Note: As with any investment, do your own research before diving in too quickly.
It’s a fact in investing that if you don’t carefully select the right trade to make, you put yourself at risk of large losses.
A lot of the best traders even keep a trading diary, so they cannot just analyse the justifications of why they make the trades they do, but keep a track of their emotional state, decision making process, and ultimately learn from.
Choose the Right Market
When selecting a CFD to trade, the most important thing is to choose the right market.
You should know any market you choose to trade in, inside and out. If you are new to trading, before looking at selecting a CFD to trade you should take some time to choose and learn about a market. It could be an industry that you have a great deal of personal interest in or one that you have previously worked in. It doesn’t necessarily need to be something you have a personal connection to, but it should be something that you have a degree of background knowledge on, and that you will be comfortable spending a large amount of time researching.
What’s Your Trading Style?
The next important step of selecting the right CFD trade is to look at your trading style.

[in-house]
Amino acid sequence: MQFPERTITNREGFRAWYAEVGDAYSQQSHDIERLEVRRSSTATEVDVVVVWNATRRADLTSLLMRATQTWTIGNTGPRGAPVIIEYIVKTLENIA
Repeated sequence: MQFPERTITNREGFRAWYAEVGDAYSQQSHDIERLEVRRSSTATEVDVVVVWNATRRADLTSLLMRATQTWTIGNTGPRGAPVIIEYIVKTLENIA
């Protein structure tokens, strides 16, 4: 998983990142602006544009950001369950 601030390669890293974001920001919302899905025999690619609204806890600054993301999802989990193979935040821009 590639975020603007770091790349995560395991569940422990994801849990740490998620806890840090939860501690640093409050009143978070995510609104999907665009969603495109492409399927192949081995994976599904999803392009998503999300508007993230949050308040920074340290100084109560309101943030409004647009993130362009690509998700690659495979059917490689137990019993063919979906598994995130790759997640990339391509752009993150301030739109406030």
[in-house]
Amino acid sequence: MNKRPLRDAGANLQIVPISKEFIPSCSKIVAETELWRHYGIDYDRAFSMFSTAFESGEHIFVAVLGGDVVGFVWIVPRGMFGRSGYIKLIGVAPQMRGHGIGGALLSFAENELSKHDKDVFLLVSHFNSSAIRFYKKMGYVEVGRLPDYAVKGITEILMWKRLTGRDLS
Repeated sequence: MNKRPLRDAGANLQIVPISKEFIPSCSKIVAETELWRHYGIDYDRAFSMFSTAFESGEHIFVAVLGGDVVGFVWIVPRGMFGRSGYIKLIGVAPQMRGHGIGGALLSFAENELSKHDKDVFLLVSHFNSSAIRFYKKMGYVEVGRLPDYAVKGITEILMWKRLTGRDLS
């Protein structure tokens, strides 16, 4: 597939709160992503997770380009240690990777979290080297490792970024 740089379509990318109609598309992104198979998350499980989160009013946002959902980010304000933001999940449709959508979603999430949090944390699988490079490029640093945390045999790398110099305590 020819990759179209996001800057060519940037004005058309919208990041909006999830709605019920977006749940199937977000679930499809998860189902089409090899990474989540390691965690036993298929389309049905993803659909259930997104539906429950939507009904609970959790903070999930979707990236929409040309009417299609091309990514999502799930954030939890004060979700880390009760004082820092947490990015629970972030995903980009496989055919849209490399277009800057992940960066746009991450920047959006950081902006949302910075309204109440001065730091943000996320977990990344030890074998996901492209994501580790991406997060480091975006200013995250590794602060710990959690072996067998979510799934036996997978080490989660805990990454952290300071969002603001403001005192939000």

Are you looking to hold onto a CFD for an extended period of time, or are you looking to day trade CFDs?
What sort of risk and volatility can you manage?
A lot of this depends on your needs as a trader; obviously someone who is looking to day trade full time will have very different needs to someone who is just looking to diversify their long term investment portfolio.
Be More Specific
Once you have the market you want to trade in, and an idea of what sort of trade you are going to make, it’s time to decide on your specific trade. During your research into the market, you should have managed to get a good grasp on what would be good to invest in.
For instance, if you had extensively researched the smartphone industry, then you should be able to look at the major players of the smartphone market and figure out what sort of performance can be expected of these major players in the short, medium, and long term.
The final thing to consider before placing the trade is any potential Limit Orders and Stop Losses that you could make, for greater control over your investments.
For instance, if your research makes you think that an asset would be worth purchasing at slightly below the current market value, then you should think about placing a Limit Order to purchase the asset if it reaches that value.
There are very few occasions where you shouldn’t put a Stop Loss on your CFD trade, as to limit the amount of money at risk.